8.012 Physics I: Classical Mechanics MIT OpenCourseWare Fall 2008

MIT OpenCourseWare
8.012 Physics I: Classical Mechanics
Fall 2008
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Department of Physics
Physics 8.012
Fall 2005
Tuesday, November 8, 2005
MIT ID number:
• Do all FIVE (5) problems. You have 90 minutes.
• Show all work, and circle your answer.
• All work must be done in this booklet.
• No books, notes, or calculators permitted.
• Use only inertial reference frames and real forces.
• Velocity in polar coordinates:
• Acceleration in polar coordinates:
ṙ = rˆ
˙r + rθ̇θ
r̈ = (¨
r − rθ̇2 ) r̂ + (rθ¨ + 2ṙθ̇) θ
Problem Maximum Score Grader
1. Problem 1 of 5
Two railcars and a cannon. (15 points)
Two railcars are moving, unpowered, in the same direction along a horizontal track. Car B,
which has mass MB and velocity VB , carries a projectile of mass m.
• Initially, car B is being overtaken by car A, which has mass MA and velocity VA , with
VA > VB (top figure).
• The projectile is then fired from car B to car A with horizontal velocity of magnitude u
relative to car B, after which car B moves with velocity VF (middle figure).
• Finally, the projectile comes to an abrupt stop after striking car A, after which both cars
are travelling at the same velocity VF (bottom figure).
You may neglect any vertical motion of the projectile after it is fired.
(a) (7 points) Calculate car B’s final velocity VF in terms of VB , u, and the masses.
(b) (8 points) Calculate the required muzzle velocity u of the projectile such that the final
velocity of car A is also VF . Express your answer in terms of VA , VB , and the masses.
2. Problem 2 of 5
Power boat. (20 points)
A jet boat propels itself by taking up (stationary) water at a constant mass rate dm/dt = a
and expelling it with velocity of magnitude u with respect to the boat. The mass M of the
boat is constant (you may neglect the fuel used to power the engine).
(a) (12 points) Neglecting any drag force due to the boat’s passage through the water,
calculate the velocity of the boat as a function of time, assuming it starts from rest at
time t = 0. Sketch v(t).
(b) (8 points) Now, assume the boat starts from rest but experiences a drag force Fd = −bv
due to its passage through the water, where v is the boat’s velocity vector. The boat will
eventually reach a constant terminal velocity vf . Calculate vf . [You are not required to
calculate v(t) for all t.]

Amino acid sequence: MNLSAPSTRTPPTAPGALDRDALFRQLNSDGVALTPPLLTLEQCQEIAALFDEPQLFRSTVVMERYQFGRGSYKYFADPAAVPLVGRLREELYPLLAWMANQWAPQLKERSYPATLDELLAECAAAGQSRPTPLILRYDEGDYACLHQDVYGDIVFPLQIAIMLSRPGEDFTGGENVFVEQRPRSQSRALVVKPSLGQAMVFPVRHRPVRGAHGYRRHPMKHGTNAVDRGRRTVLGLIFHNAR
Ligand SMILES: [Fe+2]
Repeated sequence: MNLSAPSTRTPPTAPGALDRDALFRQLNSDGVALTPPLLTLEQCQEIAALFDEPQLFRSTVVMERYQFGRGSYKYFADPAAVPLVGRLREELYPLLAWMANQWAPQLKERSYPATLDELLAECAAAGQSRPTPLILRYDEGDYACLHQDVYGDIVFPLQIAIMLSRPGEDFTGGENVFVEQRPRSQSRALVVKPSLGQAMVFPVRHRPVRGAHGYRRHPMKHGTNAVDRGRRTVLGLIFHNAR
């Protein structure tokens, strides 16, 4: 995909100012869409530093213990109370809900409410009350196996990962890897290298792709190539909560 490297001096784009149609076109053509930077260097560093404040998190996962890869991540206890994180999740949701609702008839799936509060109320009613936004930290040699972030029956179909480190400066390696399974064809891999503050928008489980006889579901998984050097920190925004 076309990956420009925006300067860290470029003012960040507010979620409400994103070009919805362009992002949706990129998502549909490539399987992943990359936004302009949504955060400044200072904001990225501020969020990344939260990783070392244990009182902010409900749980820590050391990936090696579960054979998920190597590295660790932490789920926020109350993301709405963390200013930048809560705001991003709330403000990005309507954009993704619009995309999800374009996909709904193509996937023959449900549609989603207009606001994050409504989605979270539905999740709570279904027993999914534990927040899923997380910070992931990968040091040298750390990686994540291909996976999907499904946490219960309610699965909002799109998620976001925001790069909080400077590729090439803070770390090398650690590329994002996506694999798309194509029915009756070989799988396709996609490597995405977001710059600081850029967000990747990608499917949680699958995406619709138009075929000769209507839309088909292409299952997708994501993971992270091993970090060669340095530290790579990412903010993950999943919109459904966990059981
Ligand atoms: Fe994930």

3. Problem 3 of 5
Mass on a sphere. (25 points)
A mass m rests on top of a fixed sphere of radius R. The mass is released with negligible
speed to the right, and it slowly starts to slide down the sphere (with increasing angle θ). A
frictional force F0 sin θ opposes the motion as long as the mass is in contact with the sphere.
Gravity acts downward.
(a) (9 points) Find the total mechanical energy E as a function of θ, taking E = 0 at the top
of the sphere (where θ = 0). (Hint: Your answer should not have any explicit dependence
on velocity.)
(b) (8 points) Find the kinetic energy as a function of θ.
(c) (8 points) Calculate the angle at which the mass loses contact with the sphere.
4. Problem 4 of 5
Particle in a 1-D potential. (20 points)
A particle of mass M moves in one dimension along the x-axis. Its potential energy is given
by U(x) = ax3 − bx, where a and b are positive constants.
(a) (4 points) Calculate the force on the particle, F (x). Find the position of all equilibrium
points, and identify them as stable or unstable.
(b) (4 points) Draw an energy diagram showing the potential energy U, the kinetic energy
K, and the total mechanical energy E for bound motion. Show the location of the stable
and unstable equilibrium points on your diagram.
(c) (4 points) What is the minimum kinetic energy required for the particle to be unbound?
(d) (4 points) Find the period of small oscillations around the stable equilibrium.
(e) (4 points) Estimate the maximum displacement from equilibrium for which the small
oscillation approximation is valid to 1 percent accuracy.
5. Problem 5 of 5
Particle proofs. (20 points)
(a) Two-body collision in two dimensions. (10 points) A moving particle collides elastically with an equally massive particle at rest. After the collision, neither of the two
particles is moving parallel to the initial velocity. Assume that there are no external
forces acting on the particles. Show that the two particles must move at right angles
to one another after the collision (i.e., show that in the figure below, θ1 + θ2 = 90◦ , or
equivalently v1 · v2 = 0).
(b) Angular momentum of a system of particles. (10 points) Show that if the total
linear momentum of a system of particles is zero, then the total angular momentum of
the system is the same with respect to all origins.
Useful vector relation: (a × b) × c = (a × c) + (b × c)